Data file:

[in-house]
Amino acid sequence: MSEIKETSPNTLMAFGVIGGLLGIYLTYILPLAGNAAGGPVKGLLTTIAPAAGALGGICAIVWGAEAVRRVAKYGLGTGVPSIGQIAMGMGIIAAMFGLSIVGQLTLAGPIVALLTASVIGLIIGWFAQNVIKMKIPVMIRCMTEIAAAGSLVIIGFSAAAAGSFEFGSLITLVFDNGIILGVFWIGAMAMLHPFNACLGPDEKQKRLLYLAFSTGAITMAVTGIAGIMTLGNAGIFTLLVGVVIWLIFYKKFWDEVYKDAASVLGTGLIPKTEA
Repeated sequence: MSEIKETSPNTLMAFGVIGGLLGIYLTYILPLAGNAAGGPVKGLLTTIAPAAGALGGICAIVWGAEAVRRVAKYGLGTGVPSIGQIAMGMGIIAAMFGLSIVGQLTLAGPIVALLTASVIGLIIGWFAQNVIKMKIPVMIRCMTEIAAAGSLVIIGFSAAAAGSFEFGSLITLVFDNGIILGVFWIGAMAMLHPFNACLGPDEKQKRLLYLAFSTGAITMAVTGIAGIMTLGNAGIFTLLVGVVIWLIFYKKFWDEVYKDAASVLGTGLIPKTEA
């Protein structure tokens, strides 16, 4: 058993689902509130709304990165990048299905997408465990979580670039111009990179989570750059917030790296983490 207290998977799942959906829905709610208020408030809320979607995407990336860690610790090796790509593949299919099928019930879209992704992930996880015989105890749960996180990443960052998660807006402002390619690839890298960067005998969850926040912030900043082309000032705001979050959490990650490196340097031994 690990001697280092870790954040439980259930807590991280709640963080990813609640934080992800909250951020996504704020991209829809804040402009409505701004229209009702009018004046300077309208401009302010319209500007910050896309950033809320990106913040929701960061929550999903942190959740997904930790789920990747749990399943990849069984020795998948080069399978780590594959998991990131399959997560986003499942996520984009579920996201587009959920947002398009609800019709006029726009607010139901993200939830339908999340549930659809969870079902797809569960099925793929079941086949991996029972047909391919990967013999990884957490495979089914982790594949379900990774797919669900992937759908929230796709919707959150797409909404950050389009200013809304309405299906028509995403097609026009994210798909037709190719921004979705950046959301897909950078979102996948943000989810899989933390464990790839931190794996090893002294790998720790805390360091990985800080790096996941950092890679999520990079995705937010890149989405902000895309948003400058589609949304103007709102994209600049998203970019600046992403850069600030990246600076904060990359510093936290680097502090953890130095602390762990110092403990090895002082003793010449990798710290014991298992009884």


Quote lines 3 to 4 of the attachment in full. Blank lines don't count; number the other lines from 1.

Repeated sequence: MSEIKETSPNTLMAFGVIGGLLGIYLTYILPLAGNAAGGPVKGLLTTIAPAAGALGGICAIVWGAEAVRRVAKYGLGTGVPSIGQIAMGMGIIAAMFGLSIVGQLTLAGPIVALLTASVIGLIIGWFAQNVIKMKIPVMIRCMTEIAAAGSLVIIGFSAAAAGSFEFGSLITLVFDNGIILGVFWIGAMAMLHPFNACLGPDEKQKRLLYLAFSTGAITMAVTGIAGIMTLGNAGIFTLLVGVVIWLIFYKKFWDEVYKDAASVLGTGLIPKTEA
């Protein structure tokens, strides 16, 4: 058993689902509130709304990165990048299905997408465990979580670039111009990179989570750059917030790296983490 207290998977799942959906829905709610208020408030809320979607995407990336860690610790090796790509593949299919099928019930879209992704992930996880015989105890749960996180990443960052998660807006402002390619690839890298960067005998969850926040912030900043082309000032705001979050959490990650490196340097031994 690990001697280092870790954040439980259930807590991280709640963080990813609640934080992800909250951020996504704020991209829809804040402009409505701004229209009702009018004046300077309208401009302010319209500007910050896309950033809320990106913040929701960061929550999903942190959740997904930790789920990747749990399943990849069984020795998948080069399978780590594959998991990131399959997560986003499942996520984009579920996201587009959920947002398009609800019709006029726009607010139901993200939830339908999340549930659809969870079902797809569960099925793929079941086949991996029972047909391919990967013999990884957490495979089914982790594949379900990774797919669900992937759908929230796709919707959150797409909404950050389009200013809304309405299906028509995403097609026009994210798909037709190719921004979705950046959301897909950078979102996948943000989810899989933390464990790839931190794996090893002294790998720790805390360091990985800080790096996941950092890679999520990079995705937010890149989405902000895309948003400058589609949304103007709102994209600049998203970019600046992403850069600030990246600076904060990359510093936290680097502090953890130095602390762990110092403990090895002082003793010449990798710290014991298992009884």